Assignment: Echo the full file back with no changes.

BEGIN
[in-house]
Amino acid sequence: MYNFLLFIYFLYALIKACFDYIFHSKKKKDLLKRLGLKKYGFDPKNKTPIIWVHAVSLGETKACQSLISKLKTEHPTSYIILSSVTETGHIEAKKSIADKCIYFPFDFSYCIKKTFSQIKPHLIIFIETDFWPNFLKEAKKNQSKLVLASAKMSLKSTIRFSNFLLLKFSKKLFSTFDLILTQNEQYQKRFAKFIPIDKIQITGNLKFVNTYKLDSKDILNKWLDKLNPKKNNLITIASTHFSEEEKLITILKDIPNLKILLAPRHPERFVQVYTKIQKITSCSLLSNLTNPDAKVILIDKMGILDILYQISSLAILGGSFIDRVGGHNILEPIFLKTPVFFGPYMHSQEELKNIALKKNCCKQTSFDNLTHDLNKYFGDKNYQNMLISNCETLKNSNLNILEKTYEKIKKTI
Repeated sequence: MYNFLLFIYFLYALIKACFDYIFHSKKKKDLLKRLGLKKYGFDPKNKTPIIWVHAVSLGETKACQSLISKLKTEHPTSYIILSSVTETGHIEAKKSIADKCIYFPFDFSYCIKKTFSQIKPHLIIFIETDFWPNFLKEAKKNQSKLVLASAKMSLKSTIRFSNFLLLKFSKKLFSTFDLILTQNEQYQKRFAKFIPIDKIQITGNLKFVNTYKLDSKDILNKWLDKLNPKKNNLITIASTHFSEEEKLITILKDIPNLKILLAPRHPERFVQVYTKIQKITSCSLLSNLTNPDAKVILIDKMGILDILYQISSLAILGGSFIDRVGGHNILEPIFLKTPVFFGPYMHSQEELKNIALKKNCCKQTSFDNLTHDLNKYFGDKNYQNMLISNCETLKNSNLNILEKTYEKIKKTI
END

[in-house]
Amino acid sequence: MYNFLLFIYFLYALIKACFDYIFHSKKKKDLLKRLGLKKYGFDPKNKTPIIWVHAVSLGETKACQSLISKLKTEHPTSYIILSSVTETGHIEAKKSIADKCIYFPFDFSYCIKKTFSQIKPHLIIFIETDFWPNFLKEAKKNQSKLVLASAKMSLKSTIRFSNFLLLKFSKKLFSTFDLILTQNEQYQKRFAKFIPIDKIQITGNLKFVNTYKLDSKDILNKWLDKLNPKKNNLITIASTHFSEEEKLITILKDIPNLKILLAPRHPERFVQVYTKIQKITSCSLLSNLTNPDAKVILIDKMGILDILYQISSLAILGGSFIDRVGGHNILEPIFLKTPVFFGPYMHSQEELKNIALKKNCCKQTSFDNLTHDLNKYFGDKNYQNMLISNCETLKNSNLNILEKTYEKIKKTI
Repeated sequence: MYNFLLFIYFLYALIKACFDYIFHSKKKKDLLKRLGLKKYGFDPKNKTPIIWVHAVSLGETKACQSLISKLKTEHPTSYIILSSVTETGHIEAKKSIADKCIYFPFDFSYCIKKTFSQIKPHLIIFIETDFWPNFLKEAKKNQSKLVLASAKMSLKSTIRFSNFLLLKFSKKLFSTFDLILTQNEQYQKRFAKFIPIDKIQITGNLKFVNTYKLDSKDILNKWLDKLNPKKNNLITIASTHFSEEEKLITILKDIPNLKILLAPRHPERFVQVYTKIQKITSCSLLSNLTNPDAKVILIDKMGILDILYQISSLAILGGSFIDRVGGHNILEPIFLKTPVFFGPYMHSQEELKNIALKKNCCKQTSFDNLTHDLNKYFGDKNYQNMLISNCETLKNSNLNILEKTYEKIKKTI